Jeremy Statton

Living Better Stories

The Day of No Tomorrow

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Even if you have never seen Schindler’s List, you know how the story goes. Nazi Germany takes over Europe. Jews are detained and placed in camps. Forced to labor. Starved. Executed.

Within the larger, devastating story lives a smaller one. A better story. A story that shines like a beacon of hope in one of the darkest periods of human history.

It is the story of Oskar Schindler.

At the end of the movie, there is a scene so touching, to me it is the pivotal moment of the Oscar-winning film. A scene that stands out among countless heart-wrenching ones. A scene that fills my mind and my heart.

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photo by Funky64 (Creative Commons license)

The Safest Place in Nazi Germany

Schindler was merely a businessman who took advantage of his opportunities. On one side he saw a war which created a hungry army who needed pots and pans to cook food. On the other side he saw a cheap labor force in the detained Jews. The two realities added together to incredible profits for him.

He anticipated making a ton of money, which he did. What he didn’t anticipate was that he would grow to love his workers.

In the process something happened to Schindler. He came face to face with the individuals who were the victims of treachery. They stopped being statistics. They stopped being a labor force. They stopped being Jews.

He saw them for who they really were. He saw them as people.

He focused less on profits and focused on helping. Perhaps one of the safest places in Nazi Germany for a Jew was Schindler’s factory.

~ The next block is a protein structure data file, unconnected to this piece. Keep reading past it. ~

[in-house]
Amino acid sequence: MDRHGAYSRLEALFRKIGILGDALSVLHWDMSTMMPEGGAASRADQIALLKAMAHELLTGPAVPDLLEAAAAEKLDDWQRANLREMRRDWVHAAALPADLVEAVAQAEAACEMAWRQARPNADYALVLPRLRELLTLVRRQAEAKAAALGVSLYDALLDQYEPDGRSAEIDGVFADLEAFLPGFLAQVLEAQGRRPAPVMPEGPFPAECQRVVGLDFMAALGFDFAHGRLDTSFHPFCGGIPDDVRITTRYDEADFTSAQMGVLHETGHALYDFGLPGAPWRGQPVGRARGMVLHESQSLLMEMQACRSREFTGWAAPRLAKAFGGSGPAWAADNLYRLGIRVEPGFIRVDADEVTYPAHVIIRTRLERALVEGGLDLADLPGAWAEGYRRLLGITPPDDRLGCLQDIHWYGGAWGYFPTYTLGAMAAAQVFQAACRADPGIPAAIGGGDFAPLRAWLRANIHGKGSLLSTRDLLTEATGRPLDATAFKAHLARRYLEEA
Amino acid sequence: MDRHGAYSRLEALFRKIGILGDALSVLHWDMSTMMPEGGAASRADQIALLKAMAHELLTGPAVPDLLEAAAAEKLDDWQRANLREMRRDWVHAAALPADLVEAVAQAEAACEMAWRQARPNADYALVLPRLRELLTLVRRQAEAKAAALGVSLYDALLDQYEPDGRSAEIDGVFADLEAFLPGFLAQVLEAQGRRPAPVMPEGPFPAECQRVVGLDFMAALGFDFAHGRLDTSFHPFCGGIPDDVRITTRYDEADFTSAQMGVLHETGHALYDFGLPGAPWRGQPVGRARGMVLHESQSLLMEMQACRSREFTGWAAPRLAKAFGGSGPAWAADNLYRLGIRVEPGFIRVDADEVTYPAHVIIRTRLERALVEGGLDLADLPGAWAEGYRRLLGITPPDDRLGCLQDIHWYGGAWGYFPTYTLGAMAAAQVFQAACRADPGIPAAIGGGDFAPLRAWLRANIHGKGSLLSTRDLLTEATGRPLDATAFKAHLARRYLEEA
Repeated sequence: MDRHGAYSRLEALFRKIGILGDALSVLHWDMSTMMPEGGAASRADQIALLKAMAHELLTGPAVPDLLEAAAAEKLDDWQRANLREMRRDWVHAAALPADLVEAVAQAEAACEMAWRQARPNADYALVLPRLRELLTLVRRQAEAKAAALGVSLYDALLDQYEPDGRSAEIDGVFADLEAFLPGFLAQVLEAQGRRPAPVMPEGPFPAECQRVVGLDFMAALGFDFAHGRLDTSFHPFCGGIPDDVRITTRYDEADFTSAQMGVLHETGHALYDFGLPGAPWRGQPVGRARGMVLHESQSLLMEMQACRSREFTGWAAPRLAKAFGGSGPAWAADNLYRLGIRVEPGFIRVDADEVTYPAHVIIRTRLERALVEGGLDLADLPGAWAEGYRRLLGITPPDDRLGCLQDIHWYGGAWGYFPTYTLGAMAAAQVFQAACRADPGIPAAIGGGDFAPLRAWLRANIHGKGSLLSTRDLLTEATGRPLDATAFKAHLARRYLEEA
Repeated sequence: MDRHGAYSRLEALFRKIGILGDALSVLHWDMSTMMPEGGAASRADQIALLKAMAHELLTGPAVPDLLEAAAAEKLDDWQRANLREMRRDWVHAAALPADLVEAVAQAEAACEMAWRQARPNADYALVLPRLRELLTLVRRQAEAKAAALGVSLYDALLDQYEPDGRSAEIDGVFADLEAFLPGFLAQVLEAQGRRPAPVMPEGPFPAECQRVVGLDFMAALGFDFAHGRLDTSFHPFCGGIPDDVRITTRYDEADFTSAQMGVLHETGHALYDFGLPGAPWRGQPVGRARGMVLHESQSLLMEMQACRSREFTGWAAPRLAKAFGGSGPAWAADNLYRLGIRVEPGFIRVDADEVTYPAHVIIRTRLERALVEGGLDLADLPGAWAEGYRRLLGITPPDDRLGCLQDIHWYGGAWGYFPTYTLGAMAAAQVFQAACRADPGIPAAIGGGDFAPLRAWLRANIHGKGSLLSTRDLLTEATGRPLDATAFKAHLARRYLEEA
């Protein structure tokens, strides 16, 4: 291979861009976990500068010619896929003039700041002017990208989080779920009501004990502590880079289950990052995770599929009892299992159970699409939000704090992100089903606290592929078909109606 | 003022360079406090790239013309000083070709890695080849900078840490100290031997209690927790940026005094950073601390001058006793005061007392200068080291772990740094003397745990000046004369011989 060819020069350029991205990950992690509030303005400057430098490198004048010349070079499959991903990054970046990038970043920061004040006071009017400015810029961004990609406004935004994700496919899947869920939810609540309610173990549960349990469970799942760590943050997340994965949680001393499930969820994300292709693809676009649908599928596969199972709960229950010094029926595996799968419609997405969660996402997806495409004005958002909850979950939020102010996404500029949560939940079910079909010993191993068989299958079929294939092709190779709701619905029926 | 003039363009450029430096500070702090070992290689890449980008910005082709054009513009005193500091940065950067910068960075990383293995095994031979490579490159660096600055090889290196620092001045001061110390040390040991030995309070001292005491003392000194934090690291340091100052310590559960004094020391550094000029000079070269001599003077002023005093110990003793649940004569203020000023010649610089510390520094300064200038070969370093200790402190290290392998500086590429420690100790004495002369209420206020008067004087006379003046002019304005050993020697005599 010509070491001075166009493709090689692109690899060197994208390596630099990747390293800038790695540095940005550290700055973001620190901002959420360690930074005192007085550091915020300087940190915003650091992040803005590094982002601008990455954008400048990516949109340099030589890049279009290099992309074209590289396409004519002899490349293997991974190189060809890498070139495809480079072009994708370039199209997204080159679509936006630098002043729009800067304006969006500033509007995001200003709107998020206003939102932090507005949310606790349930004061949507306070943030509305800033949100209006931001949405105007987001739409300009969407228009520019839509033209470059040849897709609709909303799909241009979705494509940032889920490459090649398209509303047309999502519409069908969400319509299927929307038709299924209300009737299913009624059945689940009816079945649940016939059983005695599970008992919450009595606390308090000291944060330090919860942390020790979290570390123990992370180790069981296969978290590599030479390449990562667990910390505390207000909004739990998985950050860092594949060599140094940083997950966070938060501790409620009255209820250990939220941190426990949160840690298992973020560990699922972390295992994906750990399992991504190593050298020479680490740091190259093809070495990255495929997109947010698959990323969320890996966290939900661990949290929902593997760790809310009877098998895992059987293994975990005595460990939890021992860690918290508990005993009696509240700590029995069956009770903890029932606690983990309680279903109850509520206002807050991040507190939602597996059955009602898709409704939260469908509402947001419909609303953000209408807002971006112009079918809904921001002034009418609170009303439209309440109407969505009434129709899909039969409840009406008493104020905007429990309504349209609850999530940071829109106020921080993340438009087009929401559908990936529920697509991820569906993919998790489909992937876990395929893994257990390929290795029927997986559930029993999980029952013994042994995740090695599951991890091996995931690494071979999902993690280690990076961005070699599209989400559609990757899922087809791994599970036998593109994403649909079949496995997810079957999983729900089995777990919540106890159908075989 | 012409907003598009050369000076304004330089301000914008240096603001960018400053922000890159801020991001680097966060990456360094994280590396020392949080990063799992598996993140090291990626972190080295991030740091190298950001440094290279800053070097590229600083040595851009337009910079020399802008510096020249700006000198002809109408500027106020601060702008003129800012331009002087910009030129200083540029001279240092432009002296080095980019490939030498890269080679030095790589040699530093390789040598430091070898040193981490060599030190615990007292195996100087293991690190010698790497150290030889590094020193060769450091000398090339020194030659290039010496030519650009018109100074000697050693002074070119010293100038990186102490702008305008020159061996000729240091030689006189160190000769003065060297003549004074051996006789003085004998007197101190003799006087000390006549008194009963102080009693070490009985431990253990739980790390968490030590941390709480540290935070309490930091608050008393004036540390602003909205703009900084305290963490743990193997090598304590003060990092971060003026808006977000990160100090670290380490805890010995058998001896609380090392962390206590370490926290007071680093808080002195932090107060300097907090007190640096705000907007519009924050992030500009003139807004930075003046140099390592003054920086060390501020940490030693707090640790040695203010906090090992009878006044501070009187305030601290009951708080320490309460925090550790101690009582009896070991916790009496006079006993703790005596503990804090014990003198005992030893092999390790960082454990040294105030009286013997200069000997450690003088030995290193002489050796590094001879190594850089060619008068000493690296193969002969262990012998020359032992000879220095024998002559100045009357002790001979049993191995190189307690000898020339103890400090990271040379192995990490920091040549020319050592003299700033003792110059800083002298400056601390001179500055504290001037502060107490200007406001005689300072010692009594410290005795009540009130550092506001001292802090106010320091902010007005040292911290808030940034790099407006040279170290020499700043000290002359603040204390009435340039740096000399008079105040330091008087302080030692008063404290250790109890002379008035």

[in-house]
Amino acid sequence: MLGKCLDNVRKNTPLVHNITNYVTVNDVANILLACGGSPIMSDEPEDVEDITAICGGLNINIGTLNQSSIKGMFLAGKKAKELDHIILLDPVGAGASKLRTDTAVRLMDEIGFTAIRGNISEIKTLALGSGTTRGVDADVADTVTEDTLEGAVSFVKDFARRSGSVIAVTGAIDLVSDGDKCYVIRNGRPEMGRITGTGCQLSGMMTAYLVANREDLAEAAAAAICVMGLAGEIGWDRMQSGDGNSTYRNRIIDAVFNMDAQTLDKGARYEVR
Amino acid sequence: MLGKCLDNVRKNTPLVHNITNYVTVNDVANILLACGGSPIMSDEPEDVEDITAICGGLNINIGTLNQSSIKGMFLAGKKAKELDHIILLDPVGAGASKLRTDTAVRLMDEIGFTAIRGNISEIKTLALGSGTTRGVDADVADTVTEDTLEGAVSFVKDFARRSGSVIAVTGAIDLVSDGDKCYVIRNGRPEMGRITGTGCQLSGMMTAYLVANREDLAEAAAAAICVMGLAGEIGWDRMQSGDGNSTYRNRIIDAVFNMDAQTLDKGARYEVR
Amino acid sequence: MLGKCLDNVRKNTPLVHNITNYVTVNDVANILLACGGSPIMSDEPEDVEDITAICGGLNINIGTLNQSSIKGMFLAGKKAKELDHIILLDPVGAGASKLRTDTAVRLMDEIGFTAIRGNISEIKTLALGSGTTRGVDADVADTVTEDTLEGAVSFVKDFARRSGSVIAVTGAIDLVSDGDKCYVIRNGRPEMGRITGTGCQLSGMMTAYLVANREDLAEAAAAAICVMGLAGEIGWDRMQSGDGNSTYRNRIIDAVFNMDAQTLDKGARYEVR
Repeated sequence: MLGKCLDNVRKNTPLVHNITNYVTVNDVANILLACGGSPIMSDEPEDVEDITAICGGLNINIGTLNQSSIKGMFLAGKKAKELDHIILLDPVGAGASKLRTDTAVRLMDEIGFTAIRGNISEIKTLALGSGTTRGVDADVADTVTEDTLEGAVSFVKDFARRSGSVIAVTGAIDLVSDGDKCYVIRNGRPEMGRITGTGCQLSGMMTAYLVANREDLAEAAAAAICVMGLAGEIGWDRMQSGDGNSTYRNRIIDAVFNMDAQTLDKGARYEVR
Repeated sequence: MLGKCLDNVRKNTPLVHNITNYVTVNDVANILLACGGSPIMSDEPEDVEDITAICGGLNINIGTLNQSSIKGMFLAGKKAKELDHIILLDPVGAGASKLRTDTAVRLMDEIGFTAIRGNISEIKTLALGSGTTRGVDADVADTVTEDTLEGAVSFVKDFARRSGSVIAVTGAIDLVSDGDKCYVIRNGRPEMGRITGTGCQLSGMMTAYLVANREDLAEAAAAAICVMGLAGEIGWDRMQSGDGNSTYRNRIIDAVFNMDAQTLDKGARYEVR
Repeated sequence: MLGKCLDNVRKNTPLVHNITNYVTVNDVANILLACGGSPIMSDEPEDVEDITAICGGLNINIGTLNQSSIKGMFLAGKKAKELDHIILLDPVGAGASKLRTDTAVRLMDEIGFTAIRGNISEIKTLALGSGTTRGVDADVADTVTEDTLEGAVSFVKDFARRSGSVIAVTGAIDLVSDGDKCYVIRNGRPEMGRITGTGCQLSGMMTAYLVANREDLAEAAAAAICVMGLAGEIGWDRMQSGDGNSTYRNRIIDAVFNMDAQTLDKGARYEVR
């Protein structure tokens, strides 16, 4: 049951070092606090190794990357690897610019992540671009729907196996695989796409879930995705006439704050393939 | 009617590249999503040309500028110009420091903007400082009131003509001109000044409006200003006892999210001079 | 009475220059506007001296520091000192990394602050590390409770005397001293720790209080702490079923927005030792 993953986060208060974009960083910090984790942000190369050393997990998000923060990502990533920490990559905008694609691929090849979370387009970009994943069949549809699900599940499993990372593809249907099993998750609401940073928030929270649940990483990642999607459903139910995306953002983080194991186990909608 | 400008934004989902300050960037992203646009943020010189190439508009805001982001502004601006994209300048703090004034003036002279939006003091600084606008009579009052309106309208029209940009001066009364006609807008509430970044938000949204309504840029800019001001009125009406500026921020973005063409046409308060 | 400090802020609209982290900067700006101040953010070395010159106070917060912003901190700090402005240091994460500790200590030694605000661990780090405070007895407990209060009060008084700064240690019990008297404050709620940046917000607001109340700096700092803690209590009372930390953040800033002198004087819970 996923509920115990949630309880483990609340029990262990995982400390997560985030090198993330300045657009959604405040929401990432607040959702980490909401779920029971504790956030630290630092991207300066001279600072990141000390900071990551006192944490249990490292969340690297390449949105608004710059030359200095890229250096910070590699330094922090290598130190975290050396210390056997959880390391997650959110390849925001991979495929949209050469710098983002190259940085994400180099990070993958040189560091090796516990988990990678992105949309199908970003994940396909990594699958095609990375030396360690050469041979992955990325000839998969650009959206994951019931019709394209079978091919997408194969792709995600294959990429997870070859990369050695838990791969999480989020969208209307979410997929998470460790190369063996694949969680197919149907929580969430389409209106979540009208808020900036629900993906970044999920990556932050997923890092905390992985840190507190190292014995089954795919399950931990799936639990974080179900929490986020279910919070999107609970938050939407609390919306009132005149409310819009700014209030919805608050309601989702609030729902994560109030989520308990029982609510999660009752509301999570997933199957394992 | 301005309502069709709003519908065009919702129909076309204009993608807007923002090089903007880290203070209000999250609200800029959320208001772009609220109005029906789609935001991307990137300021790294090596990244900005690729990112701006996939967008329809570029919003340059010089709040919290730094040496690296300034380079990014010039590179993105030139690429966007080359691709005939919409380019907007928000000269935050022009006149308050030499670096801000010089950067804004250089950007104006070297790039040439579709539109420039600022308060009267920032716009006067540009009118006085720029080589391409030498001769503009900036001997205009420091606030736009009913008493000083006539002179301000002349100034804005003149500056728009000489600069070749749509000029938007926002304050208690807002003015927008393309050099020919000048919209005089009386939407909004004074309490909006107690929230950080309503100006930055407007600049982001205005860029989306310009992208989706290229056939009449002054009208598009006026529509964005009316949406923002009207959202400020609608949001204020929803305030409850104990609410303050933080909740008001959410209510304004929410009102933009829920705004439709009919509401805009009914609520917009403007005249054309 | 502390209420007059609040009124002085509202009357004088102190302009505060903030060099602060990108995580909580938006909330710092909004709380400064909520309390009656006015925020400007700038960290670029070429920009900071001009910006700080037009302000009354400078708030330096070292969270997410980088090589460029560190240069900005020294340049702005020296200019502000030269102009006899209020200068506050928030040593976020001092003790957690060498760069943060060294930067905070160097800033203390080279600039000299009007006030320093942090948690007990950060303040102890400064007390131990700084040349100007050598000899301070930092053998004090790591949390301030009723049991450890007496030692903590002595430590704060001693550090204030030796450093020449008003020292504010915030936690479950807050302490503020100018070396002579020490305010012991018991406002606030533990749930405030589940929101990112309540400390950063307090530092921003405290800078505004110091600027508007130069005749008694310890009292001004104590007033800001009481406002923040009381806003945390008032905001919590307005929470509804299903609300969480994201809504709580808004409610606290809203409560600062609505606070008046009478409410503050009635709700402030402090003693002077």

The Cost

As the war became less certain for Germany, the Nazi officials were less and less interested in keeping as many Jews around. At some point they wanted to take away Schindler’s work force. They intended to kill them.

As it grew harder and harder, Schindler found himself needing to take more drastic measures to keep his workers. He used all that he had. His friendships. His influence. And his money.

Over time, the cost added up. Eventually he spent his entire fortune protecting the lives of over 1,000 Jews. 1,000 people who would have been dead without his help.

A Farewell Address

When the war ended and the Nazis fled, Schindler had to do the same. Before leaving his now closed factory, he gave his farewell address to his workers, the recipients of his actions. The people whose lives he had saved.

You would think that it would be a moment of joy. A time to celebrate. The constant threat of death had been removed. They had survived. And this one man had done so much for so many people.

But when he spoke, he didn’t dwell on what he had done for them. Instead he focused on what he didn’t do.

As he looked at the faces of each individual he saved, all he could see were the faces of those he didn’t. And he wished he could have done more.

He regretted not having given up absolutely everything.

As he stood there and wept over those that were lost, he realized he still owned a pair of cuff links. And he wished he had sold them too. The cuff links now represented a lost opportunity to save more people.

The Day of No Tomorrow

Everyone of us will come to that place in our lives when all we can do is look back. There won’t be another chance. The opportunity to do more will be lost.

There will be no tomorrow.

What seems important to us today will one day become worthless. We will regret not having given up more. We will regret wasting our time and money on things that do no matter.

What I wonder most about life is what will we wish we had done once we can’t go back and change it.

About Jeremy Statton

Jeremy is a writer and an orthopedic surgeon. When not ridding the world of pain, he helps you live a better story. Follow him on Twitter or Facebook or Google +.

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